Finnair Suspends China, Japan, and South Korea Flights

The closure of Russian airspace to EU carriers means these services are “not economically sustainable.”

A Finnair Airbus A350 aircraft at Helsinki Airport. (Photo: Finnair)

Finland’s national airline has cancelled all scheduled flights to its East Asian destinations until at least March 6, with passenger and cargo flights to Guangzhou, Osaka, Seoul, Shanghai, and Tokyo temporarily halted due to tit-for-tat measures between the European Union and Russia over the latter’s invasion of Ukraine. (Hong Kong services have already been suspended until the end of this month.) Finnair relies heavily on access to Russian airspace to create what is billed as the fastest route between Europe and Asia via its Helsinki hub.

The carrier continues to run flights from Helsinki to Bangkok, Delhi, Phuket, and Singapore, but these have been rerouted to avoid Russian airspace, increasing the journey time on all four routes by approximately an hour. The changes also apply to Finnair’s services to Bangkok and Phuket from Stockholm Arlanda. Customers can request a refund if they have a flight to South Korea, Japan, or China scheduled until March 13.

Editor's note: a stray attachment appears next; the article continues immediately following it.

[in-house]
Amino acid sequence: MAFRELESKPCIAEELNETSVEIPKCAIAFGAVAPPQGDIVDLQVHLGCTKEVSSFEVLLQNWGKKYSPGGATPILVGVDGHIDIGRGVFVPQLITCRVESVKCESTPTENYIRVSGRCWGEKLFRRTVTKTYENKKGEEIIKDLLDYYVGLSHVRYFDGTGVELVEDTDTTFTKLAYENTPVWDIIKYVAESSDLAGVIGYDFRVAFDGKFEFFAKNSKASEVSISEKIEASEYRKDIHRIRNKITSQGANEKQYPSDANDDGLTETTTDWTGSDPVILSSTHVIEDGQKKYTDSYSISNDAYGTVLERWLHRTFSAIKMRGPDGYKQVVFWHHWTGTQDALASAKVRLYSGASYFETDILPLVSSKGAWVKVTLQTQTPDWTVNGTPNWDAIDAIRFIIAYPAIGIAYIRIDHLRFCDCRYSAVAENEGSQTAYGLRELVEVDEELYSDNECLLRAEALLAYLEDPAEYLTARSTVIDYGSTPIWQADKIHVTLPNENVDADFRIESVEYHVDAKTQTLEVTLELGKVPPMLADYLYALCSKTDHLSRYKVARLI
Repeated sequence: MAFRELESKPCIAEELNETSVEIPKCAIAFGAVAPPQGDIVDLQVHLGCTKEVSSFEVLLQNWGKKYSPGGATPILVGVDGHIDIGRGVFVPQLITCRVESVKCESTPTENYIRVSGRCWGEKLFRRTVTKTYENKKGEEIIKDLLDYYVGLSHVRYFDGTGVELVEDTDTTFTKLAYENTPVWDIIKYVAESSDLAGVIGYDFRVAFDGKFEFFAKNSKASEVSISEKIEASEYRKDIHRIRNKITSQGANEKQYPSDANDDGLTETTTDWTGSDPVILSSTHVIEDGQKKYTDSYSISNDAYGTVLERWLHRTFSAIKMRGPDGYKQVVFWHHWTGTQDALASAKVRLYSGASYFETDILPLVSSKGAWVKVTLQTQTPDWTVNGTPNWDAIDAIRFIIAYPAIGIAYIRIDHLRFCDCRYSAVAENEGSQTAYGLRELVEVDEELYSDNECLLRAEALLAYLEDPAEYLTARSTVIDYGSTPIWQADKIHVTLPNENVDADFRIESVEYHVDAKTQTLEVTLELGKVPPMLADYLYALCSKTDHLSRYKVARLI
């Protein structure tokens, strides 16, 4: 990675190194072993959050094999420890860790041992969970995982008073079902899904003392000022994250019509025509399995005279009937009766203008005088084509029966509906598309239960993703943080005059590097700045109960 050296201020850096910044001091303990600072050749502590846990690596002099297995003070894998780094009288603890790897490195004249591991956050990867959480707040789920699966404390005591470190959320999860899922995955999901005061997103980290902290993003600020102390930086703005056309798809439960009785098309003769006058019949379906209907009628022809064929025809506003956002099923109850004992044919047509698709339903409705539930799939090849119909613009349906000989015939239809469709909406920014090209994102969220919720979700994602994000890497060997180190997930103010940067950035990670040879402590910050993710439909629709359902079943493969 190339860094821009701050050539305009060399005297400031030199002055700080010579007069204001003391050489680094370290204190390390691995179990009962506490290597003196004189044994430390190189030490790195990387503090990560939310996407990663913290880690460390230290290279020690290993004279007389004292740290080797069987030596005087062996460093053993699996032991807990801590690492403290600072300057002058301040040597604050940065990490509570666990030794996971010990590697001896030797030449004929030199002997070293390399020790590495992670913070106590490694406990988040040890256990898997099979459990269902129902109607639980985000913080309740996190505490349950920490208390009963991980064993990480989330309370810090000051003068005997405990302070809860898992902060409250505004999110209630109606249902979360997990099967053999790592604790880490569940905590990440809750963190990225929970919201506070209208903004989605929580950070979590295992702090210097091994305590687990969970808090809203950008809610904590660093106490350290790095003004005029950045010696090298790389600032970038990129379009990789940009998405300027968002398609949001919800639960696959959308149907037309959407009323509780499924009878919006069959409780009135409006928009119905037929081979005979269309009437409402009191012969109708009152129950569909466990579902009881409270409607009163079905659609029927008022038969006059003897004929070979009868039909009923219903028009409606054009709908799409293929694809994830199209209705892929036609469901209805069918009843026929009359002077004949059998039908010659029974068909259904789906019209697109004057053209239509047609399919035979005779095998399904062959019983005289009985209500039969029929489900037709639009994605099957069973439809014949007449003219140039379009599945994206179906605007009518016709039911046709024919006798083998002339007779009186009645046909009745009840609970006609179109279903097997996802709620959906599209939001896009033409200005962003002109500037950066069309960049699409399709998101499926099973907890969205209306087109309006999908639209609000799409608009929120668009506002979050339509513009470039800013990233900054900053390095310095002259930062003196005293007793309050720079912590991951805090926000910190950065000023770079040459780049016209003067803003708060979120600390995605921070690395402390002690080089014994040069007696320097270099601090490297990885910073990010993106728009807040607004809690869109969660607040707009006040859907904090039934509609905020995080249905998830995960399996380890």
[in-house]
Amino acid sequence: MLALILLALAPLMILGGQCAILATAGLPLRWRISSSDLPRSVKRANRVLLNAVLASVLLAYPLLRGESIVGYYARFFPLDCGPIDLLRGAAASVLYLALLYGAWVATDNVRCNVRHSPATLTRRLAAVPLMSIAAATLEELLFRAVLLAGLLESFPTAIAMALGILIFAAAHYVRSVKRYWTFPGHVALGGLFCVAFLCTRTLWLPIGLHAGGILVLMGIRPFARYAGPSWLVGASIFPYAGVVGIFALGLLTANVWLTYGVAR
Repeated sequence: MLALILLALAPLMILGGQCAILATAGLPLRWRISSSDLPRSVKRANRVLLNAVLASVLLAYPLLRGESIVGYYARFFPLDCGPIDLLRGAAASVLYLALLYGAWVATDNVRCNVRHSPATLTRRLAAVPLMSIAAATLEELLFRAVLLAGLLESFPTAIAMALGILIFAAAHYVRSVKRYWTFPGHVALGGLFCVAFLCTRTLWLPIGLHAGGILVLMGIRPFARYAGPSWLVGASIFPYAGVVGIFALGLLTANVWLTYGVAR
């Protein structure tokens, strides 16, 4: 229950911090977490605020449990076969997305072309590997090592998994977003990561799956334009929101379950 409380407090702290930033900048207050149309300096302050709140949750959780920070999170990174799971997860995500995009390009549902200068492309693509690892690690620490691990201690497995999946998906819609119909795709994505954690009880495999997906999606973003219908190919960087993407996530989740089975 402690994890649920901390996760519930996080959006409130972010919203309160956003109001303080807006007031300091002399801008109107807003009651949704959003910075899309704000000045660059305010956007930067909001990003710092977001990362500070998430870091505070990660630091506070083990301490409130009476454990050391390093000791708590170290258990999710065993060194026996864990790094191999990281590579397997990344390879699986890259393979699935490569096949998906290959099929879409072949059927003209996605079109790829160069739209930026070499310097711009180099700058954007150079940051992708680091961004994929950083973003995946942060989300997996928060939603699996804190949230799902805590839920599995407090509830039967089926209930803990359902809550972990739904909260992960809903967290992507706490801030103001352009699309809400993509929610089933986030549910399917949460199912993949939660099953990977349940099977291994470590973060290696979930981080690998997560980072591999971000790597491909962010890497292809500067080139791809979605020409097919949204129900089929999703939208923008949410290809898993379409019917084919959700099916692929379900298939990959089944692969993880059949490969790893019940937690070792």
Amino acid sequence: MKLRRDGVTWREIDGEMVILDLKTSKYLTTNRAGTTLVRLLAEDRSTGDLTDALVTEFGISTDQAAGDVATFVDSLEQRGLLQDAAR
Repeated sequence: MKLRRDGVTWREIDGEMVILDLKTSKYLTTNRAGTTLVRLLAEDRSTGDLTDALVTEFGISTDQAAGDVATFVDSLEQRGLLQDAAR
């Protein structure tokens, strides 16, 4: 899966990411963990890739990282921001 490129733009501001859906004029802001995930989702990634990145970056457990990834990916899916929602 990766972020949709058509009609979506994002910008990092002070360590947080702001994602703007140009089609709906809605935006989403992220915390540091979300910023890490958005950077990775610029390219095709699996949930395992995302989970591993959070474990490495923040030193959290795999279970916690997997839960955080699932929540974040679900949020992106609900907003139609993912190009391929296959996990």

Topi Manner, Finnair’s CEO, said in a statement, “The crisis in Ukraine touches all Europeans, and we understand the EU’s decision to close its airspace. We are implementing our contingency plan as the situation has a considerable impact on Finnair. Bypassing the Russian airspace lengthens flight times to Asia considerably and, thus, the operation of most our passenger and cargo flights to Asia is not economically sustainable or competitive.”

The suspension was announced ahead of a sweeping flight ban imposed by Russia on more than 30 countries, in retaliation for the EU-wide closure of airspace to all Russian-operated aircraft. Non-member states such as Iceland and Norway, as well as traditionally neutral Switzerland, have also barred Russian carriers and Russian-owned planes from their skies.

Lufthansa still serves Tokyo and Seoul, though detours are necessary to avoid Russian airspace. Sister carrier Swiss is doing the same: its Zurich to Beijing flights now take a more southerly route over Austria, Hungary, and Romania before skirting Turkey’s Black Sea coast and flying over Georgia, Azerbaijan, and Kazakhstan.

Singapore Airlines has suspended all services between Singapore and Moscow until further notice due to “operational reasons,” with affected passengers offered a full refund. While the carrier is still permitted to use Russian airspace, SIA’s flights to other European destinations, such as Frankfurt and London, now cross over Egypt, Saudi Arabia, and the Persian Gulf. Qantas is no longer overflying Russian territory on its nonstop Darwin to London service; its flight path closely follows that chosen by Singapore Airlines for services to and from Europe.

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